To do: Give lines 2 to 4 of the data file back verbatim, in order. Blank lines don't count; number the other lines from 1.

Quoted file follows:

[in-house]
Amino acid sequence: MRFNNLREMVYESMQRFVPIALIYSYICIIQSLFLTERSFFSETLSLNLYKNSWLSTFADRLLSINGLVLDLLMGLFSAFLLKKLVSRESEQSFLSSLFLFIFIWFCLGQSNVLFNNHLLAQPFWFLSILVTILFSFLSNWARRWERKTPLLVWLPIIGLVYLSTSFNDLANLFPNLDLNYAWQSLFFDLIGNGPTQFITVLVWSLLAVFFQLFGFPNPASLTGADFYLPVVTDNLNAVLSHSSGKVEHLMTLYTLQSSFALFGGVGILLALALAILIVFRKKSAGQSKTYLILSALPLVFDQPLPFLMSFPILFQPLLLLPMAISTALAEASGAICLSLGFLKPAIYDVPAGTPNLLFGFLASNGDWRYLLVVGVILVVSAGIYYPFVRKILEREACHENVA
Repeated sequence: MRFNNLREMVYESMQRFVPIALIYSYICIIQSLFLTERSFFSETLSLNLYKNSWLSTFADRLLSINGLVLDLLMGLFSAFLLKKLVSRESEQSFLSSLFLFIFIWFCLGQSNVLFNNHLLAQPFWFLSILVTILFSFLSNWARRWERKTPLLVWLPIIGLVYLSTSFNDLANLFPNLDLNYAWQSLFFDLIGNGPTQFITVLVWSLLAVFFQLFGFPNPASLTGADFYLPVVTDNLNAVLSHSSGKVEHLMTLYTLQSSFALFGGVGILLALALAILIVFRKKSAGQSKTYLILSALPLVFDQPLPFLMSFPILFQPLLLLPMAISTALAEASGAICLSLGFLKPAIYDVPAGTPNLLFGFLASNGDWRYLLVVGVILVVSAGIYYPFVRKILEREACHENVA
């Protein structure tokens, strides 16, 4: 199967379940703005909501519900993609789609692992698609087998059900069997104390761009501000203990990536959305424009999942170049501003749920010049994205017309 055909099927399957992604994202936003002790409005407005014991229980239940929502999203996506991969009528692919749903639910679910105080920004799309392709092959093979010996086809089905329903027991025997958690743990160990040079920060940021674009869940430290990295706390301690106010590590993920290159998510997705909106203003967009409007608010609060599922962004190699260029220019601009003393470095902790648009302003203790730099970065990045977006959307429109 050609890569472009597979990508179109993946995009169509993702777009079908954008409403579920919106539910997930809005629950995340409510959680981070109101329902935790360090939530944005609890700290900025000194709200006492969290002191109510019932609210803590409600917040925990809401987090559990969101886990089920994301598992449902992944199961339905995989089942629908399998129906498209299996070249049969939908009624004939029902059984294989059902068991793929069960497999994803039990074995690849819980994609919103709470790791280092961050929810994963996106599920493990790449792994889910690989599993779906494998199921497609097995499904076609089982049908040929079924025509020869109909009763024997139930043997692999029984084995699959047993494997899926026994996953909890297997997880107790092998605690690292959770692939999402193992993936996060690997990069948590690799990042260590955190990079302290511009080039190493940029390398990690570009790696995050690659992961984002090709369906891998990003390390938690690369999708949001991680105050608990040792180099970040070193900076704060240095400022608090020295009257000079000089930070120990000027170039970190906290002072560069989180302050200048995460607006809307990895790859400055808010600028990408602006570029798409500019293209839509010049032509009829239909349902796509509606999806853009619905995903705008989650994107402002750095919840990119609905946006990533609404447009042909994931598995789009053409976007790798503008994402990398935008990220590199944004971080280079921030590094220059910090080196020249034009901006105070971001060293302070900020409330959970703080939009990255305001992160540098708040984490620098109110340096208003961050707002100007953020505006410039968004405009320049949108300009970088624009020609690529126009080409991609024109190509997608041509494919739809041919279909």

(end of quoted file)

Amino acid sequence: MRFNNLREMVYESMQRFVPIALIYSYICIIQSLFLTERSFFSETLSLNLYKNSWLSTFADRLLSINGLVLDLLMGLFSAFLLKKLVSRESEQSFLSSLFLFIFIWFCLGQSNVLFNNHLLAQPFWFLSILVTILFSFLSNWARRWERKTPLLVWLPIIGLVYLSTSFNDLANLFPNLDLNYAWQSLFFDLIGNGPTQFITVLVWSLLAVFFQLFGFPNPASLTGADFYLPVVTDNLNAVLSHSSGKVEHLMTLYTLQSSFALFGGVGILLALALAILIVFRKKSAGQSKTYLILSALPLVFDQPLPFLMSFPILFQPLLLLPMAISTALAEASGAICLSLGFLKPAIYDVPAGTPNLLFGFLASNGDWRYLLVVGVILVVSAGIYYPFVRKILEREACHENVA
Repeated sequence: MRFNNLREMVYESMQRFVPIALIYSYICIIQSLFLTERSFFSETLSLNLYKNSWLSTFADRLLSINGLVLDLLMGLFSAFLLKKLVSRESEQSFLSSLFLFIFIWFCLGQSNVLFNNHLLAQPFWFLSILVTILFSFLSNWARRWERKTPLLVWLPIIGLVYLSTSFNDLANLFPNLDLNYAWQSLFFDLIGNGPTQFITVLVWSLLAVFFQLFGFPNPASLTGADFYLPVVTDNLNAVLSHSSGKVEHLMTLYTLQSSFALFGGVGILLALALAILIVFRKKSAGQSKTYLILSALPLVFDQPLPFLMSFPILFQPLLLLPMAISTALAEASGAICLSLGFLKPAIYDVPAGTPNLLFGFLASNGDWRYLLVVGVILVVSAGIYYPFVRKILEREACHENVA
């Protein structure tokens, strides 16, 4: 199967379940703005909501519900993609789609692992698609087998059900069997104390761009501000203990990536959305424009999942170049501003749920010049994205017309 055909099927399957992604994202936003002790409005407005014991229980239940929502999203996506991969009528692919749903639910679910105080920004799309392709092959093979010996086809089905329903027991025997958690743990160990040079920060940021674009869940430290990295706390301690106010590590993920290159998510997705909106203003967009409007608010609060599922962004190699260029220019601009003393470095902790648009302003203790730099970065990045977006959307429109 050609890569472009597979990508179109993946995009169509993702777009079908954008409403579920919106539910997930809005629950995340409510959680981070109101329902935790360090939530944005609890700290900025000194709200006492969290002191109510019932609210803590409600917040925990809401987090559990969101886990089920994301598992449902992944199961339905995989089942629908399998129906498209299996070249049969939908009624004939029902059984294989059902068991793929069960497999994803039990074995690849819980994609919103709470790791280092961050929810994963996106599920493990790449792994889910690989599993779906494998199921497609097995499904076609089982049908040929079924025509020869109909009763024997139930043997692999029984084995699959047993494997899926026994996953909890297997997880107790092998605690690292959770692939999402193992993936996060690997990069948590690799990042260590955190990079302290511009080039190493940029390398990690570009790696995050690659992961984002090709369906891998990003390390938690690369999708949001991680105050608990040792180099970040070193900076704060240095400022608090020295009257000079000089930070120990000027170039970190906290002072560069989180302050200048995460607006809307990895790859400055808010600028990408602006570029798409500019293209839509010049032509009829239909349902796509509606999806853009619905995903705008989650994107402002750095919840990119609905946006990533609404447009042909994931598995789009053409976007790798503008994402990398935008990220590199944004971080280079921030590094220059910090080196020249034009901006105070971001060293302070900020409330959970703080939009990255305001992160540098708040984490620098109110340096208003961050707002100007953020505006410039968004405009320049949108300009970088624009020609690529126009080409991609024109190509997608041509494919739809041919279909």